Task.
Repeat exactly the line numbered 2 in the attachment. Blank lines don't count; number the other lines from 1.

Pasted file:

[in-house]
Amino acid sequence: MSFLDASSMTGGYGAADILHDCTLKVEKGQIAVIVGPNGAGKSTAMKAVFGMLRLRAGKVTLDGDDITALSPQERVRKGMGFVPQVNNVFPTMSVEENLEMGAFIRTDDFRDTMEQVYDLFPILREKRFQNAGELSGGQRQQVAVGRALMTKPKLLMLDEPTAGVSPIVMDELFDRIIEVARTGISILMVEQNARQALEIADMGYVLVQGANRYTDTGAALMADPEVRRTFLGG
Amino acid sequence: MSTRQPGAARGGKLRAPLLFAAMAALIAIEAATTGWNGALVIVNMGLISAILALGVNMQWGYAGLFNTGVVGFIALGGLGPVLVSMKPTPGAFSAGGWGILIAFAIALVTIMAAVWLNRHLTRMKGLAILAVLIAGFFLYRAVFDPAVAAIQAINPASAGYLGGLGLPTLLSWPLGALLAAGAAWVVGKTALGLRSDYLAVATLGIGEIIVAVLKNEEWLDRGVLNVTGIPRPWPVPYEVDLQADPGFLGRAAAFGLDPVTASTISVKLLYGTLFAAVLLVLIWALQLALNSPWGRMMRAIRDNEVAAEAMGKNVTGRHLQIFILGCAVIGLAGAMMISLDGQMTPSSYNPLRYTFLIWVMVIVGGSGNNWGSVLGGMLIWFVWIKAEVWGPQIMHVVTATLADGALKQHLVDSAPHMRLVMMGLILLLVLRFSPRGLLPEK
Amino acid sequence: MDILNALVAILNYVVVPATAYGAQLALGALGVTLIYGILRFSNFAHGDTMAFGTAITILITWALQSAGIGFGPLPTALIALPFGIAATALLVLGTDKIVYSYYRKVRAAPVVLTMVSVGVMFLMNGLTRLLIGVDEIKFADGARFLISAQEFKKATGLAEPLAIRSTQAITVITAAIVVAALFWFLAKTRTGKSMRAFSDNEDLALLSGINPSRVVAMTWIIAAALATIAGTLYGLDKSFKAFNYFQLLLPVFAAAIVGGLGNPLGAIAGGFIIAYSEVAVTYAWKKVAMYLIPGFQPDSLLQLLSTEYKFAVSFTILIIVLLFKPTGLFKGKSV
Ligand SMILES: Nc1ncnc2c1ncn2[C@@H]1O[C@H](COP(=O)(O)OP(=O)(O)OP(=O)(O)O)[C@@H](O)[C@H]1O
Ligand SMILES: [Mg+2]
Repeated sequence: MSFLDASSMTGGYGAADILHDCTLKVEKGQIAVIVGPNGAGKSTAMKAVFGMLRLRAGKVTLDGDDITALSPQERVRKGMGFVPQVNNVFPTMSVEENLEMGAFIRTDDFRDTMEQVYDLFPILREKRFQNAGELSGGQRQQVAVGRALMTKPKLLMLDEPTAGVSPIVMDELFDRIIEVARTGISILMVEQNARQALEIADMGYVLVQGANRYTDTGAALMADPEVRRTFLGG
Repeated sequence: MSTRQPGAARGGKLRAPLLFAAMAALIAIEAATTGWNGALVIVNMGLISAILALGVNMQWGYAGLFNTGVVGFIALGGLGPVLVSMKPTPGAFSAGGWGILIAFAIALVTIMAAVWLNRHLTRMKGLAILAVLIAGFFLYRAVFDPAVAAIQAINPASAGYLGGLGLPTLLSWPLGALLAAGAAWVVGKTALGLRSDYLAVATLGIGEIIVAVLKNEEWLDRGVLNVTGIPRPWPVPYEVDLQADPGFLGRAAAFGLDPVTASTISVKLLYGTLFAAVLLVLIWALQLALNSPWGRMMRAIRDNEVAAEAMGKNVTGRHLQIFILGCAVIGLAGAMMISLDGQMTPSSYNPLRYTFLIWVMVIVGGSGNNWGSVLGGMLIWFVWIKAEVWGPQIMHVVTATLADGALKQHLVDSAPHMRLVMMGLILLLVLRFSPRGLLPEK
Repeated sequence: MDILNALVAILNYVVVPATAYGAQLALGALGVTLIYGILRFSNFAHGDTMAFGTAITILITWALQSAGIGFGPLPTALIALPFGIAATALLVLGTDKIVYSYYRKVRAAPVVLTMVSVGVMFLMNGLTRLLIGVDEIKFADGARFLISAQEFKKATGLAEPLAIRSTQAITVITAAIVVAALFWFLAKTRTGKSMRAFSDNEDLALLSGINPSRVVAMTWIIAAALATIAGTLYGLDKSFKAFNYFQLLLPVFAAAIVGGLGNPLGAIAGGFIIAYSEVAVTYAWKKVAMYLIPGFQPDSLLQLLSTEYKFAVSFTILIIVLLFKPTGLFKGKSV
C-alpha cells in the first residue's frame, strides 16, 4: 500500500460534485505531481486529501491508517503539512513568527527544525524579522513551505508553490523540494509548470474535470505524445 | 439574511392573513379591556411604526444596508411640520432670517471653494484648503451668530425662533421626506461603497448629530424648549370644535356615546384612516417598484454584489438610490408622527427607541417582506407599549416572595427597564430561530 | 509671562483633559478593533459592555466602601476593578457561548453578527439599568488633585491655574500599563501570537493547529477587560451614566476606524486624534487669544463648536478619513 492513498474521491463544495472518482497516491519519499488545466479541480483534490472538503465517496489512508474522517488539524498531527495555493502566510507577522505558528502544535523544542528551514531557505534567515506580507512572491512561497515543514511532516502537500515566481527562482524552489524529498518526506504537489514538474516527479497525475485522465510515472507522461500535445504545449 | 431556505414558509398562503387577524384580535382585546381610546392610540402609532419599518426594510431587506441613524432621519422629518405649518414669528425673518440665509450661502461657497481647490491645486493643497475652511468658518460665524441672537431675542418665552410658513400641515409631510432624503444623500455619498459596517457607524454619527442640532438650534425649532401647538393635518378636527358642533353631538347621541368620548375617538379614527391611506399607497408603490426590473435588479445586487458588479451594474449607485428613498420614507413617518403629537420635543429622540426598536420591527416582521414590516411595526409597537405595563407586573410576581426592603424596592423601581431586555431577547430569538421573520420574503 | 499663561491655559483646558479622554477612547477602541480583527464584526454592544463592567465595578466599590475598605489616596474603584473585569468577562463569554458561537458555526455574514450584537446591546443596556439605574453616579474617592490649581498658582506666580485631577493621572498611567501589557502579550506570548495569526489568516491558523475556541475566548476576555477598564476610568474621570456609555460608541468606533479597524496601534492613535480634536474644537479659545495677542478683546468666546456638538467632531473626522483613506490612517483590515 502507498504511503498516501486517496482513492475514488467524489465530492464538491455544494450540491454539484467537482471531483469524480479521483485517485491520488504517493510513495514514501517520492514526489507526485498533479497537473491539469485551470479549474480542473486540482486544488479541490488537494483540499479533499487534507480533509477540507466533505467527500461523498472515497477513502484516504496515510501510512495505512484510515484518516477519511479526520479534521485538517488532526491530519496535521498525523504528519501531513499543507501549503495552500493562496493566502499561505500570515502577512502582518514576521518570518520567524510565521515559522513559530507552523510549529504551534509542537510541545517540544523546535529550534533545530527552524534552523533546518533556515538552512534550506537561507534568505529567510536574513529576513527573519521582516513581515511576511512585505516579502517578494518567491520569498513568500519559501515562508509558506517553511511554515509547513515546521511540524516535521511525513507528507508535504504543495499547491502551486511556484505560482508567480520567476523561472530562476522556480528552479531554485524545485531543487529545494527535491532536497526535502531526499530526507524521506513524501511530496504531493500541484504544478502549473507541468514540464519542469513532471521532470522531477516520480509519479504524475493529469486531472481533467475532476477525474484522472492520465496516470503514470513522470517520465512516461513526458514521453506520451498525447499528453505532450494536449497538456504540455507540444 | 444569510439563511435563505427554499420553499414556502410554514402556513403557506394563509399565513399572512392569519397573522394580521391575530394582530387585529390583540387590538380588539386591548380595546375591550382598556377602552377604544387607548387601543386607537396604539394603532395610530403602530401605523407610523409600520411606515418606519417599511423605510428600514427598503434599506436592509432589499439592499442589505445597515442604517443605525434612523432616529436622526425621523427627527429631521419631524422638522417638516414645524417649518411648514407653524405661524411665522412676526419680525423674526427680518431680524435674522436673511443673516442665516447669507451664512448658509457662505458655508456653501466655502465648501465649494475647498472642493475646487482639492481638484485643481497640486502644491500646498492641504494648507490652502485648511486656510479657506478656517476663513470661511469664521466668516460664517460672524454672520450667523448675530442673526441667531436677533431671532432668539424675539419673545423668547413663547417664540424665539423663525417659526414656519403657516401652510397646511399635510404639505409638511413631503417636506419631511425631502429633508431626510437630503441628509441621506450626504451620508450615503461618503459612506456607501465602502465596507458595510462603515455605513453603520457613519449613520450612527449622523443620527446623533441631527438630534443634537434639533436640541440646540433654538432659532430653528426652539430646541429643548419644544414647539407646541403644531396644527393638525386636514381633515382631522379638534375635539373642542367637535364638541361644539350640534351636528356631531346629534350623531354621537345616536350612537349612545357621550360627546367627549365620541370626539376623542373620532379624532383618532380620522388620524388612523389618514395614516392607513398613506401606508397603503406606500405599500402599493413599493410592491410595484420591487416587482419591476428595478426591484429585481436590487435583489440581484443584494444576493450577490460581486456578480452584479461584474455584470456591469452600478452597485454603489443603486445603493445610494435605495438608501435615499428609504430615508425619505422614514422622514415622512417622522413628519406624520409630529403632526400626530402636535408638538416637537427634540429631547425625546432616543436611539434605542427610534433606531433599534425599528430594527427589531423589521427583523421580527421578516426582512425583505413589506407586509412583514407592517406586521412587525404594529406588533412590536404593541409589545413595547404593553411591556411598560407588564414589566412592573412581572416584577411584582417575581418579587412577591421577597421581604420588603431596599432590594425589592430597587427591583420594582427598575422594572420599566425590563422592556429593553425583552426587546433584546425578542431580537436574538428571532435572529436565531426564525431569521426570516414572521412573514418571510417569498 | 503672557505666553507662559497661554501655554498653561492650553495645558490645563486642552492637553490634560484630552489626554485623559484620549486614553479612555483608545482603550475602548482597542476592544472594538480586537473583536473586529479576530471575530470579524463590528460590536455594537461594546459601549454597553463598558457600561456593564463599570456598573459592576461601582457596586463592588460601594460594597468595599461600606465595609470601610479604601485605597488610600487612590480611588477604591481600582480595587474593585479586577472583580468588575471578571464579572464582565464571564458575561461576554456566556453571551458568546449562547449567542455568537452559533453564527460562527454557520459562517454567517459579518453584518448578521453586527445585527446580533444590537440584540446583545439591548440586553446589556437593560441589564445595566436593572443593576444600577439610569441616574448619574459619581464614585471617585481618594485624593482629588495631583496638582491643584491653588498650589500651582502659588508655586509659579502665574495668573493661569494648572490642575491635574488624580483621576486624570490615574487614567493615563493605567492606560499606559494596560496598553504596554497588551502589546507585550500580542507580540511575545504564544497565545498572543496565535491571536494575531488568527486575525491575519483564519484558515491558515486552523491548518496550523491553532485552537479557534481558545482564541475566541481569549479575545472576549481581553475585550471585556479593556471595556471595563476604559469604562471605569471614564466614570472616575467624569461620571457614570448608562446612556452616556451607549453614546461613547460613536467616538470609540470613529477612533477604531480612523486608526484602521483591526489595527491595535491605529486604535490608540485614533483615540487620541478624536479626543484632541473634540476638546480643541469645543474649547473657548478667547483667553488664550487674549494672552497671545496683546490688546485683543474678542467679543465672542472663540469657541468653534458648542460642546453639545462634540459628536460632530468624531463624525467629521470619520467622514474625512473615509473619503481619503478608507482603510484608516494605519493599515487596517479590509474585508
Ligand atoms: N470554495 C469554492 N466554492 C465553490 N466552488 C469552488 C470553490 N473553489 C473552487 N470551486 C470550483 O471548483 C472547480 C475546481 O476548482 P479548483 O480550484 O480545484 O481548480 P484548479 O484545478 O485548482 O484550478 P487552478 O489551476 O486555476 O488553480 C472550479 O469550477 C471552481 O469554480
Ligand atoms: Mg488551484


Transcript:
Amino acid sequence: MSFLDASSMTGGYGAADILHDCTLKVEKGQIAVIVGPNGAGKSTAMKAVFGMLRLRAGKVTLDGDDITALSPQERVRKGMGFVPQVNNVFPTMSVEENLEMGAFIRTDDFRDTMEQVYDLFPILREKRFQNAGELSGGQRQQVAVGRALMTKPKLLMLDEPTAGVSPIVMDELFDRIIEVARTGISILMVEQNARQALEIADMGYVLVQGANRYTDTGAALMADPEVRRTFLGG